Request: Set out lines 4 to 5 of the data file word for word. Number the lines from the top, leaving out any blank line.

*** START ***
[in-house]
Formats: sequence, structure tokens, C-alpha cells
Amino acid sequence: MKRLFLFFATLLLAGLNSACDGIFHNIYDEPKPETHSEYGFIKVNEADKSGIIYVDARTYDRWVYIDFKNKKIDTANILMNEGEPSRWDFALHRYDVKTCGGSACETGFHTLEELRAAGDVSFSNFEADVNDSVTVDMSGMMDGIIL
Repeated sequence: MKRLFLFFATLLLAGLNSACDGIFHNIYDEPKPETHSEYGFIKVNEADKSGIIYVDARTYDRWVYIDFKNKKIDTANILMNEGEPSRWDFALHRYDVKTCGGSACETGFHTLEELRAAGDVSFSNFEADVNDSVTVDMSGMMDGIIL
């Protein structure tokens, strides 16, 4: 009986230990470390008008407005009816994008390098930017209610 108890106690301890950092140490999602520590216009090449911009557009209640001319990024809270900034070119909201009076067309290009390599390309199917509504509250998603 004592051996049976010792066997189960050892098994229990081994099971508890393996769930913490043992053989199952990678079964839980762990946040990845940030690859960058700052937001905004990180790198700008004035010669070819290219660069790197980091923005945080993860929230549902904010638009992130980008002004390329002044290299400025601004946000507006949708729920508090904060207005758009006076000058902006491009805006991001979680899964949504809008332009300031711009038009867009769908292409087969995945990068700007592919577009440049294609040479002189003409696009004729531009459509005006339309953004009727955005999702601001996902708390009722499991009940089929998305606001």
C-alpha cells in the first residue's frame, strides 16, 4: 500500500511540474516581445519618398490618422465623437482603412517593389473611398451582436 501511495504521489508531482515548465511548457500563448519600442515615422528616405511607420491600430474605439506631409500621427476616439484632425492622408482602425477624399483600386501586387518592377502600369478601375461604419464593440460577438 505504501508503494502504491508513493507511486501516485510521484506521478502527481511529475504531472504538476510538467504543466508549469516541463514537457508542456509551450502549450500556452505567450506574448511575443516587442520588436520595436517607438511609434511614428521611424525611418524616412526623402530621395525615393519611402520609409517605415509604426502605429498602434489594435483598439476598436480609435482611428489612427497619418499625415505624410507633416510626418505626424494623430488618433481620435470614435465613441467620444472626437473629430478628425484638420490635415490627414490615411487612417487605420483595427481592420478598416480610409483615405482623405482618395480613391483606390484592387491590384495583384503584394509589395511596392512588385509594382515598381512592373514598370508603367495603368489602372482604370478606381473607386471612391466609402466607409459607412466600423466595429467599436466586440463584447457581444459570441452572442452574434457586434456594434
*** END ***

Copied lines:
Repeated sequence: MKRLFLFFATLLLAGLNSACDGIFHNIYDEPKPETHSEYGFIKVNEADKSGIIYVDARTYDRWVYIDFKNKKIDTANILMNEGEPSRWDFALHRYDVKTCGGSACETGFHTLEELRAAGDVSFSNFEADVNDSVTVDMSGMMDGIIL
């Protein structure tokens, strides 16, 4: 009986230990470390008008407005009816994008390098930017209610 108890106690301890950092140490999602520590216009090449911009557009209640001319990024809270900034070119909201009076067309290009390599390309199917509504509250998603 004592051996049976010792066997189960050892098994229990081994099971508890393996769930913490043992053989199952990678079964839980762990946040990845940030690859960058700052937001905004990180790198700008004035010669070819290219660069790197980091923005945080993860929230549902904010638009992130980008002004390329002044290299400025601004946000507006949708729920508090904060207005758009006076000058902006491009805006991001979680899964949504809008332009300031711009038009867009769908292409087969995945990068700007592919577009440049294609040479002189003409696009004729531009459509005006339309953004009727955005999702601001996902708390009722499991009940089929998305606001």